January 14, 2008 – Geography shouldn’t affect disability compensation to U.S. veterans. But it does.
Such disparities have been a longstanding concern of the Disabled American Veterans, DAV spokesman Dave Autry said from Washington, D.C. Geographic inconsistencies in rating veterans’ disabilities predates the Iraq and Afghanistan wars, he said.
However, these disparities are affecting many more veterans as thousands of service members return home and leave the military.
Adam Olivas is one of them. Wounded in July 2003 when a rocket-propelled grenade hit his tank in Iraq, the U.S. Army sergeant and Billings native, returned home to Laurel and a hero’s welcome in December of that year.
It is appalling that four years later, he must struggle against the Veterans Administration bureacracy. Olivas sustained injuries in combat that left him with shrapnel in his body, ringing in his ears and back problems as well as a diagnosis of post-traumatic stress disorder.
Laurel veteran’s story
Olivas’ story was mentioned recently in a national report from McClatchy Newspapers (Jan. 2 Gazette). Another McClatchy report (Dec. 21 Gazette) revealed that veterans in Montana, Wyoming and Idaho are likely to receive lower disability ratings than veterans in other states. On claims involving PTSD, which has affected tens of thousands of Iraq and Afghanistan war veterans, the Montana VA office tended to be the most conservative in rating disabilities.
It’s not right that a veteran in Montana receives lower compensation than veterans living elsewhere. All VA benefit offices are supposed to apply the same standards. The problem isn’t the high ratings; it’s the low ones. Even veterans who rate 100 percent disability and cannot work to earn a living aren’t getting rich on the maximum.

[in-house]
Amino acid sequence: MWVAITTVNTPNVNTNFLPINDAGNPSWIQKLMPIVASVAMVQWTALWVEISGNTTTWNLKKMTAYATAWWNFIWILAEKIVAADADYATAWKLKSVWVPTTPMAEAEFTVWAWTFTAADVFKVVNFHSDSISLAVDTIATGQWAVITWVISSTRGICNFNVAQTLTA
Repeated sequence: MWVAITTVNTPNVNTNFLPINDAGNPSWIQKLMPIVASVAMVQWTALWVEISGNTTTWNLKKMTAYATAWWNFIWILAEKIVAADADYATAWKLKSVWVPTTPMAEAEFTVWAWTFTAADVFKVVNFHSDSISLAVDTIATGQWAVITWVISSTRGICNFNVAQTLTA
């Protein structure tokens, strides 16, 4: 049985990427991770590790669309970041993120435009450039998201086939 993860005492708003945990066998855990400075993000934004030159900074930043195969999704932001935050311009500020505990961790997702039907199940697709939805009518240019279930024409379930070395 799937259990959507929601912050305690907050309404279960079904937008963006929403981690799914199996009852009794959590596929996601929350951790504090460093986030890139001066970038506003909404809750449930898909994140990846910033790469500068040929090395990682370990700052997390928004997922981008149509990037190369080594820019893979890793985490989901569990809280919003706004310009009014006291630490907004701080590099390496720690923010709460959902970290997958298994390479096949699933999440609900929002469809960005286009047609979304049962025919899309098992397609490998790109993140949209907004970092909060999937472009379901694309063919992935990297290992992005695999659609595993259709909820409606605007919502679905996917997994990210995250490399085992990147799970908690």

Getting an initial disability claim processed usually takes about six months nationwide. Appealing the decision takes a couple of years and often doesn’t resolve the issue, Autry said. The result of an appeal may be to send the case back for further consideration by the same office that made the original determination. Appeals can “churn” like that indefinitely, the DAV spokesman said.
Olivas, Montana state commander of the Military Order of the Purple Heart, has appealed his rating.
This wait-and-churn approach is a terrible way to treat him and other American veterans. The geographic disparities in disability ratings cry out for common sense and consistency. It’s time for Congress to effectively exercise its oversight responsibility. Congress should press the VA to correct these disparities and provide proof they have been corrected. Montana’s Sen. Jon Tester, who has a seat on the veterans affairs committee, ought to take the lead in pressing the case for consistently fair and equal treatment of veterans.